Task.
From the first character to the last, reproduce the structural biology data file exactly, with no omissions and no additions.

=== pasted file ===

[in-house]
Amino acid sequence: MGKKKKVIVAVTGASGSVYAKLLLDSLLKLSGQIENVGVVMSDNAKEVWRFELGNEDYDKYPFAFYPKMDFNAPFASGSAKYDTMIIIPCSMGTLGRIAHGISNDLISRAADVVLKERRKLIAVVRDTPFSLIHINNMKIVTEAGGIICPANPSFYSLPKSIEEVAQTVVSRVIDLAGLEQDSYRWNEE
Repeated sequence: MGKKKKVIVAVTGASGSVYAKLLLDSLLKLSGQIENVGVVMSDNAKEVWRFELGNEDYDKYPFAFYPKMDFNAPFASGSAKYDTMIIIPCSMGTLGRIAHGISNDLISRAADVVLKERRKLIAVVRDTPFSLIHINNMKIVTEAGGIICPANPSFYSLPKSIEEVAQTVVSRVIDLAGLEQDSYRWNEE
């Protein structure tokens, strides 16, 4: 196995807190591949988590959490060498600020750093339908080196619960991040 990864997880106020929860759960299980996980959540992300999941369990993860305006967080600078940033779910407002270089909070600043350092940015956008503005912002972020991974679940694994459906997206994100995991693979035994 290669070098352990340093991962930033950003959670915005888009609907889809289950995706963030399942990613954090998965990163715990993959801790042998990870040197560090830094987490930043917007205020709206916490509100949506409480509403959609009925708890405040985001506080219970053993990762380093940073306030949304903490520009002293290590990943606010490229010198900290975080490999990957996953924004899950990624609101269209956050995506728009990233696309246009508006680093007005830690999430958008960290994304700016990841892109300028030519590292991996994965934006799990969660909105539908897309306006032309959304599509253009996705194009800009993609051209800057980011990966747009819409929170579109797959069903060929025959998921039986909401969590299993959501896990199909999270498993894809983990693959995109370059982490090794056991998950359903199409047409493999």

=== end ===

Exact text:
[in-house]
Amino acid sequence: MGKKKKVIVAVTGASGSVYAKLLLDSLLKLSGQIENVGVVMSDNAKEVWRFELGNEDYDKYPFAFYPKMDFNAPFASGSAKYDTMIIIPCSMGTLGRIAHGISNDLISRAADVVLKERRKLIAVVRDTPFSLIHINNMKIVTEAGGIICPANPSFYSLPKSIEEVAQTVVSRVIDLAGLEQDSYRWNEE
Repeated sequence: MGKKKKVIVAVTGASGSVYAKLLLDSLLKLSGQIENVGVVMSDNAKEVWRFELGNEDYDKYPFAFYPKMDFNAPFASGSAKYDTMIIIPCSMGTLGRIAHGISNDLISRAADVVLKERRKLIAVVRDTPFSLIHINNMKIVTEAGGIICPANPSFYSLPKSIEEVAQTVVSRVIDLAGLEQDSYRWNEE
């Protein structure tokens, strides 16, 4: 196995807190591949988590959490060498600020750093339908080196619960991040 990864997880106020929860759960299980996980959540992300999941369990993860305006967080600078940033779910407002270089909070600043350092940015956008503005912002972020991974679940694994459906997206994100995991693979035994 290669070098352990340093991962930033950003959670915005888009609907889809289950995706963030399942990613954090998965990163715990993959801790042998990870040197560090830094987490930043917007205020709206916490509100949506409480509403959609009925708890405040985001506080219970053993990762380093940073306030949304903490520009002293290590990943606010490229010198900290975080490999990957996953924004899950990624609101269209956050995506728009990233696309246009508006680093007005830690999430958008960290994304700016990841892109300028030519590292991996994965934006799990969660909105539908897309306006032309959304599509253009996705194009800009993609051209800057980011990966747009819409929170579109797959069903060929025959998921039986909401969590299993959501896990199909999270498993894809983990693959995109370059982490090794056991998950359903199409047409493999």